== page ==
Sir Roger George Moore, KBE, the screen actor best known for his suave, yet good-humored portrayal of British Secret Service Agent James Bond, following Sean Connery’s early break out performances, has died at 89, following a battle with cancer.
Tall, handsome, quintessentially British, with a sophisticated demeanor and a dash of comic timing, Roger Moore won over James Bond fans at a difficult juncture, after the early golden years of Sean Connery, a legendary performer who introduced the classic Ian Flemming character to the silver screen. Moore’s first Bond film was “Live and Let Die,” in 1973, and he starred in a total of 7 Bond films through 1985.
Prior to his role as Agent 007, Moore gained acclaim playing Secret Agent Simon Templar on television’s “The Saint,” between 1962 and 1969, a role which was excellent preparation for his work on the big screen to come.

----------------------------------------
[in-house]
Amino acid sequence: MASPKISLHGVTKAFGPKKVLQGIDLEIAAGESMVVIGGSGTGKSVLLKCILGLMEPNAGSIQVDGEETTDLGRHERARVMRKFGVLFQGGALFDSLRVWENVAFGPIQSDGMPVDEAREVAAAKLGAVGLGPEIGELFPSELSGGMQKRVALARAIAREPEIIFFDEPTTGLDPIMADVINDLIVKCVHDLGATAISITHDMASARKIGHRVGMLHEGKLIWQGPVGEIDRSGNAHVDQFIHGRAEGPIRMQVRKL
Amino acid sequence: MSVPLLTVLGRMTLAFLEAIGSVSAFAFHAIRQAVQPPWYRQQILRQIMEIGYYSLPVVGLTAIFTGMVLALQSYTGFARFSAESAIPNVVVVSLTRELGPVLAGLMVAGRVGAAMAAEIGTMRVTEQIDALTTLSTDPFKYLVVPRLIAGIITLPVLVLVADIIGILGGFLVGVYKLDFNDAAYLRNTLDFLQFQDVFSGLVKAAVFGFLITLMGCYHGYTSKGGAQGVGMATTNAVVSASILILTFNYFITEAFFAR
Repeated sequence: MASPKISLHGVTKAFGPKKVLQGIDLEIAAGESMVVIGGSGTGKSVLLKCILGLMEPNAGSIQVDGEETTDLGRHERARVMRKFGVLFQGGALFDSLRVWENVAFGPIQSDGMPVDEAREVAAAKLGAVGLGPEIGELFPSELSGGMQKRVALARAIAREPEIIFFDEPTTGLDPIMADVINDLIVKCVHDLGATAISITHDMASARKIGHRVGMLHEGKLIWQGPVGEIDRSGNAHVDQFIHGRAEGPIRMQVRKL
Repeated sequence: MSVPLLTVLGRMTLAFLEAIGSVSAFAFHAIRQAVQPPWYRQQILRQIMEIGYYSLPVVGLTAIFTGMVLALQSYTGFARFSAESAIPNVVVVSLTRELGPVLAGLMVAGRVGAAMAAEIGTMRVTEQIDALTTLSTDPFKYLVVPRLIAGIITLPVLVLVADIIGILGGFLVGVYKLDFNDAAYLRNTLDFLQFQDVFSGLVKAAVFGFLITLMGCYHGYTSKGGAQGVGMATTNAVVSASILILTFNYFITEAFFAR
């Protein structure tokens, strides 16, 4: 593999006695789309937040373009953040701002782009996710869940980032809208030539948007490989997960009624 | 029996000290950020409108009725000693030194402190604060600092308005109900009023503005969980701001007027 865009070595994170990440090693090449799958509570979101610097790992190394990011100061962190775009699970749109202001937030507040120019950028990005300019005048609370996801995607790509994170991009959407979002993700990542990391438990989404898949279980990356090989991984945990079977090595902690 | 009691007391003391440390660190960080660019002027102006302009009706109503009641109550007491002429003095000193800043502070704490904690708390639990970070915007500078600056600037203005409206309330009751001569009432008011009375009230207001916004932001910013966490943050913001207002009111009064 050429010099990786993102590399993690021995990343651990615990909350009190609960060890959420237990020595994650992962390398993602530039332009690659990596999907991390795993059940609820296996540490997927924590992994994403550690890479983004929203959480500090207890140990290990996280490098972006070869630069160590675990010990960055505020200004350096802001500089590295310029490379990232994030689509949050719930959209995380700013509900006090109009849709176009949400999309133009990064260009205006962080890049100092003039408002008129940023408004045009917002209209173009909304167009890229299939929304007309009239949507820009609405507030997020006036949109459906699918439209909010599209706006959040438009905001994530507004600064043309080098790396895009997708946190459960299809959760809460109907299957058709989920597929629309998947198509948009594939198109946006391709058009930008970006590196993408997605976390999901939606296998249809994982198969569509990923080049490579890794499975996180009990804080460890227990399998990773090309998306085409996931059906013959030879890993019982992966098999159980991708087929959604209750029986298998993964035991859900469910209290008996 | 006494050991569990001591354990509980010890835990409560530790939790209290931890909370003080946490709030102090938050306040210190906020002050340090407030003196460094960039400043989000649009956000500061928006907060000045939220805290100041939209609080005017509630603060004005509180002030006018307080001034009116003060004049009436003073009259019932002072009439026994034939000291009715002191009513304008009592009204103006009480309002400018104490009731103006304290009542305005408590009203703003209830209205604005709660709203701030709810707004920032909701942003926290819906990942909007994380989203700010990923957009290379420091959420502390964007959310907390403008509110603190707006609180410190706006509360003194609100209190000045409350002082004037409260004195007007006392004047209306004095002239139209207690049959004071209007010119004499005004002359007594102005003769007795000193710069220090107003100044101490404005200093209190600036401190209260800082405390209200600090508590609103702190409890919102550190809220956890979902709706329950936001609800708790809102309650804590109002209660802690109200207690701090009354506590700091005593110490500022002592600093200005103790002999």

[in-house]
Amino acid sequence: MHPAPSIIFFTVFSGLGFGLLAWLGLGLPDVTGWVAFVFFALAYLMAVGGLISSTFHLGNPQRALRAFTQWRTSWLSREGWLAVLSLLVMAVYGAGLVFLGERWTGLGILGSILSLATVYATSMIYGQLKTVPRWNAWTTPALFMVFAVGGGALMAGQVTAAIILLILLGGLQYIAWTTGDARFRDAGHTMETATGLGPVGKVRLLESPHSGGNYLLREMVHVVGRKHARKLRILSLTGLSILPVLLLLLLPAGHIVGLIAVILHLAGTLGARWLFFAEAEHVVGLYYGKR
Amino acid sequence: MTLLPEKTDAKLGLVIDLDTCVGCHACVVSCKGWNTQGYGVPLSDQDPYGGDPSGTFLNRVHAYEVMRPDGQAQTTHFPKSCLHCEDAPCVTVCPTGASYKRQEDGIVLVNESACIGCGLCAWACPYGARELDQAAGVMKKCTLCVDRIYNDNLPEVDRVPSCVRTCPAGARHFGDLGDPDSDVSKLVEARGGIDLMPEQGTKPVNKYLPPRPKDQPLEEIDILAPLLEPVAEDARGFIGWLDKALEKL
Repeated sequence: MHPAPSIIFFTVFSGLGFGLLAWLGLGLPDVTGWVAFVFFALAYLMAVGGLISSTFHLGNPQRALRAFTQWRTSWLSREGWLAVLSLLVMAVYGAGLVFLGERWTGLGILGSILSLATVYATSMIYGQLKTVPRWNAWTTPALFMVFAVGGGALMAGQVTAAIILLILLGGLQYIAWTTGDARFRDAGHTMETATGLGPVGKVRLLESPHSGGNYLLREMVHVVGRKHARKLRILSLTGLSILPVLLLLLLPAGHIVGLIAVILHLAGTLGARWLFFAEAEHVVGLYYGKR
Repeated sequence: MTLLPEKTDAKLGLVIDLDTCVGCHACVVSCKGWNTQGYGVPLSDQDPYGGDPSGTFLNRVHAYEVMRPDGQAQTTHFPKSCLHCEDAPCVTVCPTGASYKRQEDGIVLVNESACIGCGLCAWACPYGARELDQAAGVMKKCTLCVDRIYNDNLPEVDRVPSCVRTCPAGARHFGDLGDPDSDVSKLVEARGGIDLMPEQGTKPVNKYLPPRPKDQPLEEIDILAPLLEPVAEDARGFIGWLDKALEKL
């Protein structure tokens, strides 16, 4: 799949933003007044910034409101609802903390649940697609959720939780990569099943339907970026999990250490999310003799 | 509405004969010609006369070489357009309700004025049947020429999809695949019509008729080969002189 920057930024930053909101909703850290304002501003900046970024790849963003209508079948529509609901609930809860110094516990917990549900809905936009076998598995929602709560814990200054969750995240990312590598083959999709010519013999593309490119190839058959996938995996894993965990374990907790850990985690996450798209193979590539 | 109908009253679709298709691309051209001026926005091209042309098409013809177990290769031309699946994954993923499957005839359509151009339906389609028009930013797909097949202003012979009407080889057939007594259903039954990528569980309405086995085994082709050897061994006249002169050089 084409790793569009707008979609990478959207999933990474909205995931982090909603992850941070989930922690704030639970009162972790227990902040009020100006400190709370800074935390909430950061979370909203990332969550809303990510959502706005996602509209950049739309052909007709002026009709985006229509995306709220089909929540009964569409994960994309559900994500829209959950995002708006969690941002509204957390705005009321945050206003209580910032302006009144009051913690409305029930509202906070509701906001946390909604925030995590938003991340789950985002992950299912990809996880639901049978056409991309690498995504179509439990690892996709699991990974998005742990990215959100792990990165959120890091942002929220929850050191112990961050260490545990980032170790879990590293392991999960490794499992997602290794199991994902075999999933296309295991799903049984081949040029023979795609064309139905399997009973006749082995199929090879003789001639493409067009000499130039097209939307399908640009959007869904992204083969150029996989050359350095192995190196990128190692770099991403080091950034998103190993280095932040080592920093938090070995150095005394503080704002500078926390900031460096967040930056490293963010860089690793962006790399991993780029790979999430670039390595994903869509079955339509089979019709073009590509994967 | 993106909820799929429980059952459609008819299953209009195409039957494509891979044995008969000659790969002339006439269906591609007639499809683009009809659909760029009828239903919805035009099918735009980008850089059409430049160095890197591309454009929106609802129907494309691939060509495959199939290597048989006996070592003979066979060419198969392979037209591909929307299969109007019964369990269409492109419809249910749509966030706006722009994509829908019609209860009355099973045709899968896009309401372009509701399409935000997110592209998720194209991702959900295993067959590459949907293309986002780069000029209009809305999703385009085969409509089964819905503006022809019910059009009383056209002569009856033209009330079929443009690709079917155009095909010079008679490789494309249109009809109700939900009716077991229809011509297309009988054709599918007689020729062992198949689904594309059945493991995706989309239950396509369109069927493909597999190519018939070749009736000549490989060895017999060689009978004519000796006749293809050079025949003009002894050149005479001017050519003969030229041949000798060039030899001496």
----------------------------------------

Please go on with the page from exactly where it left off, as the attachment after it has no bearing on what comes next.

Though Moore earned fame and fortune thanks to his on-screen work, he considered his philanthropic efforts for UNICEF to be his life’s greatest achievement. He was appointed a UNICEF Goodwill Ambassador in 1991, and was Knighted by Queen Elizabeth in 2003, in recognition of his dedication to charitable work. In addition, the French Government conferred a great honor, appointing him as a Commander in the prestigious Ordre des Arts et des Lettres.
Moore attended Launceston College, and worked briefly in the field of animation. His father, a police officer, worked on a robbery case at the home of director Brian Desmond Hurst, who gave the young Moore his first film role as an extra in the 1945 movie “Caesar and Cleopatra.” Hurst also paid Moore’s tuition at the Royal Academy of Dramatic Art, and so was instrumental in helping the young actor develop his skill-set and launch his early career.